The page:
Tuesday, December 6, 2016

Ritual as the habitual

To follow up my last post, I opened up over breakfast the NYT "T" Sunday supplement. Glossy testament to consumer lure, this pulp alternates homage to jewel-bedecked or heel-fitted beauties with a few articles, mostly about designers and the fourth homes they inhabit in venerable or exotic locations. Still, sometimes in rapidly skimming the pages, I find a bit of  lit-crit or cultural comment.

Emily Witt contributes a "Sign of the Times" column, "The Year of Magical Thinking." You can figure how many ads this has in that my print copy has this at page 63 as the first "journalism" inside. She begins by noting the palo santo fragrance wafting all over the Brooklyn bars and gallery openings. She credits its "sudden popularity" to a "yearning for ritual and ceremony in everyday life."

While my workplace lacks rose quartz crystals in any colleague's cubicle that Witt offers as examples of "believing in magic," I have for a few years now pinned up on one wall a few Tibetan prayer flags to brighten my grey space. They lack any wind to carry their petitions skyward, unless I turn on my little fan in the summer when the a/c fails. I have no idea how many whom I know have an I Ching app on an iPhone, but I know of a few cyber-friends who trust their star signs and trust in charts.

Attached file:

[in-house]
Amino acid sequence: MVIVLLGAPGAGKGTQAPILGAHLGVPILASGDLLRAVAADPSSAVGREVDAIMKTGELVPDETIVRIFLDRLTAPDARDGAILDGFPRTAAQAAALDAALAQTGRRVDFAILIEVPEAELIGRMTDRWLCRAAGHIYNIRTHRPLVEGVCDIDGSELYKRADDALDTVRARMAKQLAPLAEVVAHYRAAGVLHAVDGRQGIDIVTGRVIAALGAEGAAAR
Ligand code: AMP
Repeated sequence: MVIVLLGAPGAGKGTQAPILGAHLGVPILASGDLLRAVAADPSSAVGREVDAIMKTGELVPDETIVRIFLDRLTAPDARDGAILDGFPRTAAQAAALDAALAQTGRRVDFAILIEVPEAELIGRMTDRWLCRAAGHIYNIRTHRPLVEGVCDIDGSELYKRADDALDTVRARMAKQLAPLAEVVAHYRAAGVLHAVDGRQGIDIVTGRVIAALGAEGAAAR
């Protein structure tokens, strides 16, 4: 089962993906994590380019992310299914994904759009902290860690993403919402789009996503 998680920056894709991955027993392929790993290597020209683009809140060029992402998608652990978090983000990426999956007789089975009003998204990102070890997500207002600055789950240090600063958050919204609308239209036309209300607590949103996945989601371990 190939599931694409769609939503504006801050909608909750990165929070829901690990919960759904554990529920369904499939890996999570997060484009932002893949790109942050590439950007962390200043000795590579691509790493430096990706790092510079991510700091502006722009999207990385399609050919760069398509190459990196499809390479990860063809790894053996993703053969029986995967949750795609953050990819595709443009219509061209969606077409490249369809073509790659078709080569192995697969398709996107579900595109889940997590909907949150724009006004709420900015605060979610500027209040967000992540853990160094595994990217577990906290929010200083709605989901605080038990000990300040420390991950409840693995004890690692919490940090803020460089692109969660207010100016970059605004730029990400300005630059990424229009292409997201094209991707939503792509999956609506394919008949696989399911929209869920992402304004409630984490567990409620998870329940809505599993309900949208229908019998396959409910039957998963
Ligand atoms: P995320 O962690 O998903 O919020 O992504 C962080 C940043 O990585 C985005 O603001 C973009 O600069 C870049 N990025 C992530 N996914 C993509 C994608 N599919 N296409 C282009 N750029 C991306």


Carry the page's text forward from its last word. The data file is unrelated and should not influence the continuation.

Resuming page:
Witt claims: "It is no longer taboo to toss aside skepticism and trust the unverifiable." Perhaps in NYC, but certainly my Catholic friends and family never stopped this, at least on the surface and for many, within their souls. But as Witt explains, the "lack of religious faith so prevalent in our age is an anomaly in history." She continues: "Magic, which usually does not demand faith in a particular deity, or the sometimes exclusionary imperatives of organized religion, allows people to access a sense of the miraculous on the level of the quotidian. The desire to submit to the cosmos, to believe in phenomenal occurrences and to blame a late subway on the trajectories of stars across the firmament comes from a deep-rooted, perhaps inherent human interest in surrendering to destiny." Well-stated.

About "appeals to reason," Witt rationalizes that the holidays can put this perpetual debate in perspective. Without "losing common sense," we indulge in the hanging of mistletoe, the wrapping of gifts, the tree of green cut or the hanukkiah of wicks lit, the wreath of Advent and the solstice candle. Even more party-going signals our draw towards celebration in dark nights. "All the better to partake in these rituals informed by a deep faith in the existence of miracles." And for those of us within which we witness this battle between brain and spirit, soul and mind, we too capitulate to tradition.

P.S. An image search for "ritual" emanates into, first, lots of shadowy pentacles, circles, and candles. Not a big fan of this band, but I figured this connected with the roots around me, born in East L.A.

No comments: